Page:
(31. - 1136.) City on Fire by Don Winslow – It is 1986. The Italians and the Irish have divided Providence, Rhode Island. The respective gangs have prospered for a generation.
Danny Ryan’s father was the leader of the Irish in Dogtown until he became consumed by drink. John Murphy took over. Danny’s wife Terri, is a Murphy. Only the Murphy’s are in the backroom of the Glocca Morra Bar making decisions.
Pasco Ferri is in charge of the Italians on Federal Hill with Jacky Moretti serving a life sentence for murder. Jacky's sons, Peter and Pauli, are anxious for Pasco to retire.
Danny is restless. He was happiest as a fisherman. Loving Terri he joined the family business. He is ill-suited to being a “collector” of unpaid debts to the gang. He would be glad to move but Terri is determined to stay with her large family and friends.
The Irish cling to past glories and connections with the Old Country. Funds are collected for the IRA. They are content with their share of the organized crime of Providence.
The Italians are ambitious. The Moretti’s have maximized their returns and want more.
Power sharing agreements between criminal gangs are fragile. It is striking that the Providence arrangements have lasted a generation.
The peace between the gangs is fractured when a beautiful woman is coveted by a Moretti and a Murphy. While the heads of the families seek a negotiated resolution the younger generation is more reckless, even eager to resolve matters by violence.
I was struck by each side being poorly trained for war. They are violent men but their violence has been against those unable to defend themselves or in individual fights. Each side brings in a “shooter” from the outside.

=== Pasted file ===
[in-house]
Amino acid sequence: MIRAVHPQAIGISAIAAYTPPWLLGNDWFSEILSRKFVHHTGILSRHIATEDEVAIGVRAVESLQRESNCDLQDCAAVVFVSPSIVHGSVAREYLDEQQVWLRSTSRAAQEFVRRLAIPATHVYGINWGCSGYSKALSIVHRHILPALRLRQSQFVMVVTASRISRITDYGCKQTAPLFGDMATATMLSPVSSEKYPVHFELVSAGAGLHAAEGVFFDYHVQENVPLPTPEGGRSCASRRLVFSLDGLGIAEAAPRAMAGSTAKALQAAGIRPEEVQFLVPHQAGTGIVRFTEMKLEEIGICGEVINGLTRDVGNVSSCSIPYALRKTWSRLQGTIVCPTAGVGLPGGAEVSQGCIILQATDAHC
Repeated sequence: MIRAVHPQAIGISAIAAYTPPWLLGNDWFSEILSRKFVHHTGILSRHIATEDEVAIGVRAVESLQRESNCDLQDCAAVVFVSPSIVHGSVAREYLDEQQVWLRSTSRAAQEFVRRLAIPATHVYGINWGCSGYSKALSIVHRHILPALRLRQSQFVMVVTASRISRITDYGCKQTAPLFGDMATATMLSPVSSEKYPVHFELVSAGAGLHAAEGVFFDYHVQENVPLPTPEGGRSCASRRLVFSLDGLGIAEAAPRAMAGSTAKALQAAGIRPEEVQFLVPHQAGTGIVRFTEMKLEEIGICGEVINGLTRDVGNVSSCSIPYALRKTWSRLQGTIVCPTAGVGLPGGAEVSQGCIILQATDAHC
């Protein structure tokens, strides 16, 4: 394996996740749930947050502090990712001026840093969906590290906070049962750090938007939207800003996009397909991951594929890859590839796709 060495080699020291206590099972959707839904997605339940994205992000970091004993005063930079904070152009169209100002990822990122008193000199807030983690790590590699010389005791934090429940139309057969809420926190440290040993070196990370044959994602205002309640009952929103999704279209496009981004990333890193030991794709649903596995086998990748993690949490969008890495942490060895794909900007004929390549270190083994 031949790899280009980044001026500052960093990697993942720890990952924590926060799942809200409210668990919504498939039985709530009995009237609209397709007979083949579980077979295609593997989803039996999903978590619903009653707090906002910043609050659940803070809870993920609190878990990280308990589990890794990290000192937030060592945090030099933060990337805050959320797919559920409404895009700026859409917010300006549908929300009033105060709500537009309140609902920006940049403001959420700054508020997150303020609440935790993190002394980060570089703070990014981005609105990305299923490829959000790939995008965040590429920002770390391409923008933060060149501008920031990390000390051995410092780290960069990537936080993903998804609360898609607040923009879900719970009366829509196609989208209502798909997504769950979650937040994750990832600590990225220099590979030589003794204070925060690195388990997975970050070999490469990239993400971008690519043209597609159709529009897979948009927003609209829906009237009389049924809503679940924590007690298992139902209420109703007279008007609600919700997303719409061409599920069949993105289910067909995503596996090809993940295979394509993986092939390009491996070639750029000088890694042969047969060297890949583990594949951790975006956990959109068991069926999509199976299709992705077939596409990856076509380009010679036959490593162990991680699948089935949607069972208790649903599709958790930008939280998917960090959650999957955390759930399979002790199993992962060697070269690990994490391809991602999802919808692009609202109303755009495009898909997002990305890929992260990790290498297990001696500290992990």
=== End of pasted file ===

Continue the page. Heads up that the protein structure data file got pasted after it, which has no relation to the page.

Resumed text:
The war is vicious. Unlike many thrillers the impact of death on both sides is explored. Not for Winslow the casual killing of the bad guys with no thoughts upon their family and friends. The Irish and the Italians grieve hard.
An end to the war gets harder and harder. Winslow effectively explores the machinations and negotiations of the gangs.
Danny’s long estranged mother appears. The bright and beautiful Madeline McKay is a striking character. I wish she had arrived earlier in the book. Her effort to regain a relationship with Danny is fraught with emotion.
Other personal matters, uncommon for a thriller, are important to the story. As well, Winslow addresses the history of Providence and its anticipated future. Demographics deeply affect the gangs.
The end is classic American thriller. The body count extends into the double digits as usual for Winslow. It need not have been as high.
Winslow’s pages flow by as he drives the narrative. The first in a trilogy, City on Fire, is a good book.
Winslow, Don – (2005) - The Power of the Dog (Tied for 3rd best fiction of 2005); (2016) - Cartel